By TIM FAULKNER/ecoRI News staff
PROVIDENCE — The White House and its new leadership at the Environmental Protection Agency have a made point of dismantling environmental protections in the name of states’ rights, but the federal agency recently stepped in to disrupt a major Rhode Island initiative.
Three Environmental Protection Agency (EPA) scientists, including the keynote speaker, were barred from speaking at a public event scheduled for the morning of Oct. 23, ahead of the release of major environmental report on the health of the Narragansett Bay estuary. The report was compiled by the Narragansett Bay Estuary Program (NBEP), with input from EPA scientists, many of whom work at the agency’s Atlantic Ecology Division in Narragansett.
Three days before the talk, on Oct. 20, the director of the EPA research lab, Wayne Munns, told NBEP director Tom Borden of the decision to limit the participation of the scientist at the event.
“I wasn’t given any explanation as to why and I won't even speculate,” Borden told ecoRI News.
Borden was informed by Munns that Autumn Oczkowski, a research ecologist at the EPA’s Narragansett lab and the event's keynote speaker, couldn't attend the presentation portion of the Oct. 23 talk at Save The Bay headquarters. Fellow EPA scientists Rose Martin and Emily Shumchnia were also to be excluded from the main event. According to The New York Times, Martin and Shumchnia are allowed to participate in a panel discussions later in the day. Oczkowski wasn't scheduled to speak as a panelist.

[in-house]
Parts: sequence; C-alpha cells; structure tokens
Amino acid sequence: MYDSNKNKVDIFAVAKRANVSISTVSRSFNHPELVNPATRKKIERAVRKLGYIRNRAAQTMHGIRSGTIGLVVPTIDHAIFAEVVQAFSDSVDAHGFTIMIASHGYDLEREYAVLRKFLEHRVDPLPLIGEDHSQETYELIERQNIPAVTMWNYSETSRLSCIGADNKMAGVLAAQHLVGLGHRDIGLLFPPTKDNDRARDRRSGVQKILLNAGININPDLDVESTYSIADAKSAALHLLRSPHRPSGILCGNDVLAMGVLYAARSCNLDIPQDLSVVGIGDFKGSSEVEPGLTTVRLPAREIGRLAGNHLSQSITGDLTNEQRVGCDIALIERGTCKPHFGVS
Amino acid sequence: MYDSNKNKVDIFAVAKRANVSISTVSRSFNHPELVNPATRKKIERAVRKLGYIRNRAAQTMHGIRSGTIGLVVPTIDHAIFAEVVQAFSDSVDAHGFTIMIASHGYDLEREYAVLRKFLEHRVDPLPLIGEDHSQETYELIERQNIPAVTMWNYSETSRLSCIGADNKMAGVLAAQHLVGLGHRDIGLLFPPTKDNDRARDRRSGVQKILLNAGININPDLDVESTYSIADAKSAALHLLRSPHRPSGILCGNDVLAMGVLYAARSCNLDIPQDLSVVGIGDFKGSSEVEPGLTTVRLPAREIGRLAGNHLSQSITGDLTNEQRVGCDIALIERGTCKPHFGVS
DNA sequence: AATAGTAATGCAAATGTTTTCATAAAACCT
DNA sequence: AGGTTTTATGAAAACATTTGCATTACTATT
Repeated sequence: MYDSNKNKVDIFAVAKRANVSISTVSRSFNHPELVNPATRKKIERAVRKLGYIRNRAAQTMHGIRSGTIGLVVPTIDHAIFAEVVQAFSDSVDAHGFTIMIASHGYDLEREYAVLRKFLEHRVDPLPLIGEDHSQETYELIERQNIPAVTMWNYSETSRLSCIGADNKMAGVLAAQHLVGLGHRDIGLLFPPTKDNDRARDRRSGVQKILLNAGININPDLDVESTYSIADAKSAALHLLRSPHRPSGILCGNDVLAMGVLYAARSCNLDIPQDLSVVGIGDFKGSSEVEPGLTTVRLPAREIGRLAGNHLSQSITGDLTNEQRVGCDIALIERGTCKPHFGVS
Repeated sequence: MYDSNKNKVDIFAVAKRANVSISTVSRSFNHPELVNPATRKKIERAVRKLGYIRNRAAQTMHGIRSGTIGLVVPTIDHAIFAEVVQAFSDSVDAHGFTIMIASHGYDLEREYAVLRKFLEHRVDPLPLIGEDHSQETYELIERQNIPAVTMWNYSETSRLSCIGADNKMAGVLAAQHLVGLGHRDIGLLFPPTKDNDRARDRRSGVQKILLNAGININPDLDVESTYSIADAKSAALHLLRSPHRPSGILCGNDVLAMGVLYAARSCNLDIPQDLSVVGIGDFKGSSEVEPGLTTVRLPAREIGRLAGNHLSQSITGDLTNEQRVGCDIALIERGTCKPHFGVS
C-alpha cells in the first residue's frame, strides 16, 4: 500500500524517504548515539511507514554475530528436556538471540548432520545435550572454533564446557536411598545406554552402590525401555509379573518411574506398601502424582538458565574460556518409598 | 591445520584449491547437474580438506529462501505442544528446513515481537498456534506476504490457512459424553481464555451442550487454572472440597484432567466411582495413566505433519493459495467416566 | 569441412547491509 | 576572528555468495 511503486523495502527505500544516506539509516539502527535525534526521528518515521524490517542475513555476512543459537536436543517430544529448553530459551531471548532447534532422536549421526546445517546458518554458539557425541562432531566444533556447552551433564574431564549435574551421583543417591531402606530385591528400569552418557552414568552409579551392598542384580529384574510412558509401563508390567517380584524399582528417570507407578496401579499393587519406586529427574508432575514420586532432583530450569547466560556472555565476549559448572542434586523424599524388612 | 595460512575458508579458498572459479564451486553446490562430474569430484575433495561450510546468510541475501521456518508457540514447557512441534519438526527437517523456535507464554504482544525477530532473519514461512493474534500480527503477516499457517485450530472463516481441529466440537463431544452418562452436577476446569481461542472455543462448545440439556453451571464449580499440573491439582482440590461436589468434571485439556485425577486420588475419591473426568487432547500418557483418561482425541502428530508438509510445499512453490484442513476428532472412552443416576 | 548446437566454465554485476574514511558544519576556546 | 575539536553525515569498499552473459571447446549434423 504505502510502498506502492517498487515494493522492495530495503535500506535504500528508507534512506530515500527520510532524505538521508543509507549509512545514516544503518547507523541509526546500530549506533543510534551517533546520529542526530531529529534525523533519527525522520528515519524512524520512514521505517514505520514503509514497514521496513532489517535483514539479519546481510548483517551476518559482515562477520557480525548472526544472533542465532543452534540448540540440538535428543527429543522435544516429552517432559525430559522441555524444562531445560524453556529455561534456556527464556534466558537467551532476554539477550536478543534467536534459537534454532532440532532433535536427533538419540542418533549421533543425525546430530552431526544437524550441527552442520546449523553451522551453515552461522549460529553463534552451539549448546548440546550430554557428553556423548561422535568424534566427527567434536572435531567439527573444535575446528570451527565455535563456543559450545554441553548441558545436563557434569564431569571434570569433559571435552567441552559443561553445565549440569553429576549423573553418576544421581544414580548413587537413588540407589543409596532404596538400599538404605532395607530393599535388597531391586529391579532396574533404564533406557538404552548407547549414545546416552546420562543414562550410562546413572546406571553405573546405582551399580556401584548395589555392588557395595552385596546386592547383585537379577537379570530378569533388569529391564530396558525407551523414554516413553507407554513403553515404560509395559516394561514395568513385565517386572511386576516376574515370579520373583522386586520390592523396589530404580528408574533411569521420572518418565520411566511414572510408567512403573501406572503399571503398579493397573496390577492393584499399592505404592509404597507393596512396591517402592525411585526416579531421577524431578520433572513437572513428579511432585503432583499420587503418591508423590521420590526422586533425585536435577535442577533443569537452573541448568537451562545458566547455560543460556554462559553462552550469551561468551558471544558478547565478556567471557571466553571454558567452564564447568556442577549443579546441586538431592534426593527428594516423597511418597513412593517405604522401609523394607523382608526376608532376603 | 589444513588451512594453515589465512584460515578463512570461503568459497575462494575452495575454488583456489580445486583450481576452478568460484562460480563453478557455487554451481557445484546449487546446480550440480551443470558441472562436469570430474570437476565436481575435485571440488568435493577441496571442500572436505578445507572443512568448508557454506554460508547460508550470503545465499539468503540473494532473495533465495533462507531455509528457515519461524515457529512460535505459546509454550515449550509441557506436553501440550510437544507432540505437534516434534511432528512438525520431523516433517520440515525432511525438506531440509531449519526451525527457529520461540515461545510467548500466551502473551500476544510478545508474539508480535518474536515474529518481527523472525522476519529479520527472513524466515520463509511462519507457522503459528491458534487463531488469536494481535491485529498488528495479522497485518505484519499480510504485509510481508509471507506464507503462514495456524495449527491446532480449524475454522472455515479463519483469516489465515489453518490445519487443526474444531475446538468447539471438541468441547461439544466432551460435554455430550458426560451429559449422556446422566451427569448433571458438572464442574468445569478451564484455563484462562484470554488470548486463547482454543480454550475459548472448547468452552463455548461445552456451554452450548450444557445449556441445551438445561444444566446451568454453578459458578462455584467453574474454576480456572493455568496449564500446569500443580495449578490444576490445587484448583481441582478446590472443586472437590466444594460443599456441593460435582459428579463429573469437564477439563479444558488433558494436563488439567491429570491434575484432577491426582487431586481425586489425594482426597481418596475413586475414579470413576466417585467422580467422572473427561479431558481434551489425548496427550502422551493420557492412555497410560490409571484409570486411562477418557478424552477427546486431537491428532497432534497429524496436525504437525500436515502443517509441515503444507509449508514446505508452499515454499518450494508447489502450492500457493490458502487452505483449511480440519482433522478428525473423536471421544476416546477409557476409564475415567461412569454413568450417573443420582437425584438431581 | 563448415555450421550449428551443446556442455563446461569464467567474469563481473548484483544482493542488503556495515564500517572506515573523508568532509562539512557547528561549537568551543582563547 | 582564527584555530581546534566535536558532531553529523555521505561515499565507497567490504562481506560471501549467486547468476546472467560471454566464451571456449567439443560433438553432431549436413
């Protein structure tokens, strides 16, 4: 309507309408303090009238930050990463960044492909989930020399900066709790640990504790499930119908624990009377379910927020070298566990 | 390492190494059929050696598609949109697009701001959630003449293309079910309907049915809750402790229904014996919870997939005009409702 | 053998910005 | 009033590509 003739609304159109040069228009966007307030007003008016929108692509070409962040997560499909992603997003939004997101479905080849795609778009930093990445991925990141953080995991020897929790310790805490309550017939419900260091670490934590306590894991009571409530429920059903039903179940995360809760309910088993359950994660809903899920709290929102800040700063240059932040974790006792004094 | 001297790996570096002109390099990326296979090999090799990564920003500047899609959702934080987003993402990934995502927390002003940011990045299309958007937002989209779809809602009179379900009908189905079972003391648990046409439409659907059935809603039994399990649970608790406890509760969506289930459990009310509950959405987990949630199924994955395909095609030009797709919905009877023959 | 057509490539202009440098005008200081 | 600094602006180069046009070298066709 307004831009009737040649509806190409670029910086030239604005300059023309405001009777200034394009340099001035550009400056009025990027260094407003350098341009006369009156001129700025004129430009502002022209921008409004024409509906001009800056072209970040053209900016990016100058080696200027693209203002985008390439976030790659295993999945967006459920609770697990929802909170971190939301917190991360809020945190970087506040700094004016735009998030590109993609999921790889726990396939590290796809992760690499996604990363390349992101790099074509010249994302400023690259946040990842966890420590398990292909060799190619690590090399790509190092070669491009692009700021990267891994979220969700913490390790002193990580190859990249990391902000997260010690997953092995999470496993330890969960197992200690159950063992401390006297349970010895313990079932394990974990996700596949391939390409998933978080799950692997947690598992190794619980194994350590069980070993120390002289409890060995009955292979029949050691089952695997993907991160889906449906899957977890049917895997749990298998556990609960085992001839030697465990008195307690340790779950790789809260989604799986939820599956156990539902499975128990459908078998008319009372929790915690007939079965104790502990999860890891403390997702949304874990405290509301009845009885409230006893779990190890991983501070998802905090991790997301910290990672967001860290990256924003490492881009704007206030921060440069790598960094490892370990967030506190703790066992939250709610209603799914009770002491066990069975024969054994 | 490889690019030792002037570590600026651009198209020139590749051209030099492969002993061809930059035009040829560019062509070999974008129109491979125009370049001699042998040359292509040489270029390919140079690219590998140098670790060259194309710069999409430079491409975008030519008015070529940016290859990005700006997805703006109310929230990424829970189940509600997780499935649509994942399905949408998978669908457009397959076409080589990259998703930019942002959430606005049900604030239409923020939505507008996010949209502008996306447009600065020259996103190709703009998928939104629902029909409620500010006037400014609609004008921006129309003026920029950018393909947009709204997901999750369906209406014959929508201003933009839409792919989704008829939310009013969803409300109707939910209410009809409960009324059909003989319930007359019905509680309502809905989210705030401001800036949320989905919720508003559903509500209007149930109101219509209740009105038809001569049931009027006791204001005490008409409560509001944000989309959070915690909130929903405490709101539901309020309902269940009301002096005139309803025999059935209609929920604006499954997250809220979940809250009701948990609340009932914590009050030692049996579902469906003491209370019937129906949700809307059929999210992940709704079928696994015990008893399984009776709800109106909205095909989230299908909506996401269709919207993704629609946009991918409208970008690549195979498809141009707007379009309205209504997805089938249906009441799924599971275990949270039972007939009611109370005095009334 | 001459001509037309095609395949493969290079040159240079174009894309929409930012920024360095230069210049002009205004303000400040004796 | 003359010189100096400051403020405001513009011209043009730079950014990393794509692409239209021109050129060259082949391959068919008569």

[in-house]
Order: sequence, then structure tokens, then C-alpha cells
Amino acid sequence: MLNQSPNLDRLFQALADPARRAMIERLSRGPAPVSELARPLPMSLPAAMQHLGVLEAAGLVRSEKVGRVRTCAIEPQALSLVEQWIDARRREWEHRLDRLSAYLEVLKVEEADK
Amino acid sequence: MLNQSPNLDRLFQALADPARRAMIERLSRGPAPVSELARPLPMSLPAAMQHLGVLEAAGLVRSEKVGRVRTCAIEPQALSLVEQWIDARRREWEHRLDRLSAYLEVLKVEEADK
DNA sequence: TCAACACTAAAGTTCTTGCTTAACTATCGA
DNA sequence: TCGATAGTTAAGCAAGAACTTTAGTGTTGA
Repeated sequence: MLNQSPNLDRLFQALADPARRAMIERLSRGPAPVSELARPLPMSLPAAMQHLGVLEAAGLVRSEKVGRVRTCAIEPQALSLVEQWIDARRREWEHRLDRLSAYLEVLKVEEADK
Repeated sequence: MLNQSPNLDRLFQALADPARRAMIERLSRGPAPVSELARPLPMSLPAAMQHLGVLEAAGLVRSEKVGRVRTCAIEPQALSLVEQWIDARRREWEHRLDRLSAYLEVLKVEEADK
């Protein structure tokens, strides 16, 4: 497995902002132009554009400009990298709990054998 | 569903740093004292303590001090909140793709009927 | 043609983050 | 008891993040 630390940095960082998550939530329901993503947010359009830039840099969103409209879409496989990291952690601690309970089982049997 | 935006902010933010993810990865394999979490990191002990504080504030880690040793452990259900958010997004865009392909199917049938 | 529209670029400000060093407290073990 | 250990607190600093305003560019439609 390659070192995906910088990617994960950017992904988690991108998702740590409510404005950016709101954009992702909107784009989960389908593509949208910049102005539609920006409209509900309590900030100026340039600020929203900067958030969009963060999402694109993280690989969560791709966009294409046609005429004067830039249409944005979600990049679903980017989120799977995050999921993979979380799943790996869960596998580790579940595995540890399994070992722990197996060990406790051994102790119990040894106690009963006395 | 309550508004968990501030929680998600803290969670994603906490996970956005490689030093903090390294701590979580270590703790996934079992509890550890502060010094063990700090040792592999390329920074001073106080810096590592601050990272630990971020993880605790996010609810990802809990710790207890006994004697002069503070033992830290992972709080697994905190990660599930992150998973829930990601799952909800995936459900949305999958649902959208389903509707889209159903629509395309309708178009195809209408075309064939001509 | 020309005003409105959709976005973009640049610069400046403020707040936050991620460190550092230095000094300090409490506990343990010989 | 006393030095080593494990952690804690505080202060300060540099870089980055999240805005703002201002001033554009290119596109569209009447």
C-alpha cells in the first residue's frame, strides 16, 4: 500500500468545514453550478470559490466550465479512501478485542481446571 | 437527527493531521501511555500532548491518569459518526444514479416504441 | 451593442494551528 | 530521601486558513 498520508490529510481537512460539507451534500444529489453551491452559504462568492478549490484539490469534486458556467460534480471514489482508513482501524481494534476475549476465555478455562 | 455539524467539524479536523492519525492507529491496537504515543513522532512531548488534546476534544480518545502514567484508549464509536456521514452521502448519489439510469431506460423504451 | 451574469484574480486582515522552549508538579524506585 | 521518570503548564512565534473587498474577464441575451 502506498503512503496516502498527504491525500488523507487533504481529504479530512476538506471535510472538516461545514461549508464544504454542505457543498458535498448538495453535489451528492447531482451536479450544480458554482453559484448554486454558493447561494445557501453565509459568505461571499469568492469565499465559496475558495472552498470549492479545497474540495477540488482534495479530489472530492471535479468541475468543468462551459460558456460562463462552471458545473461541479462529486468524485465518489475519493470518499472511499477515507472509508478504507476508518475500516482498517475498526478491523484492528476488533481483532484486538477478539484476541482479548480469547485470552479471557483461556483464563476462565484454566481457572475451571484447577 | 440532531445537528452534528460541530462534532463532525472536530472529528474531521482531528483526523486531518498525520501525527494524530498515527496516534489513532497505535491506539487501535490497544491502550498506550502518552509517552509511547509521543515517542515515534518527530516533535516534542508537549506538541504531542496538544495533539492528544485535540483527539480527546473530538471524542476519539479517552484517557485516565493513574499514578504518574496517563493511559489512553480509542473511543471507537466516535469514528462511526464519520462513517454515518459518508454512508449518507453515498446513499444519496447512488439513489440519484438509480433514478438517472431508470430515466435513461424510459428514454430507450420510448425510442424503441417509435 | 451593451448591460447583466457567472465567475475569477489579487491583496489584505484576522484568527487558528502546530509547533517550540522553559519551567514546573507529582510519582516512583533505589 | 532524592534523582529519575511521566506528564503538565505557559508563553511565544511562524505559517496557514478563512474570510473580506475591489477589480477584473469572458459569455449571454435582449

Borden said he was puzzled by the EPA’s gag order. He noted that he has an excellent relationship with Munns and the local EPA facility. The work the NBEP and the EPA conduct is simply research, far from the climate-denial activity in Washington, D.C.
“It’s a scientific evaluation it not a set of policy directives,” Borden said, referring to the annual Narragansett Bay watershed report.
The research and conclusion of the reports, he said, are critical to the future of the bay, which has benefited from major reductions in pollution but is being altered by an increase in temperature and contaminants. Harmful inflows are caused by intense precipitation, which, along with warmer waters, are the effects of climate change.
Researchers in Rhode Island, Massachusetts and Connecticut are beginning to see a response to the dynamic playing out in the bay and its tributaries. “But we just don't know yet the implications,” Borden said.
One question to be asked is whether the intense criticism President Trump, EPA director Scott Pruitt and the fossil-fuel industry received Oct. 20 played a role in the decision to gag the EPA scientists. The Rhode Island Energy, Environmental & Oceans Leaders Day organized by Sen. Sheldon Whitehouse, D-R.I., at the Rhode Island Convention Center derided the executive branch for ignoring science, denying climate change, and subverting efforts to address it, as told by Whitehouse, former Secretary of State John Kerry and Gov. Gina Raimondo.
“The president is the on the wrong side of science and the wrong side of history,” Raimondo said.
“Narragansett Bay is one of Rhode Island's most important economic assets and the EPA won't let its scientists talk with local leaders to plan for its future," Whitehouse wrote in an e-mail ahead of the Oct. 23 event. "Whatever you think about climate change, this kind of collaboration should be a no-brainer. Muzzling our leading scientists benefits no one."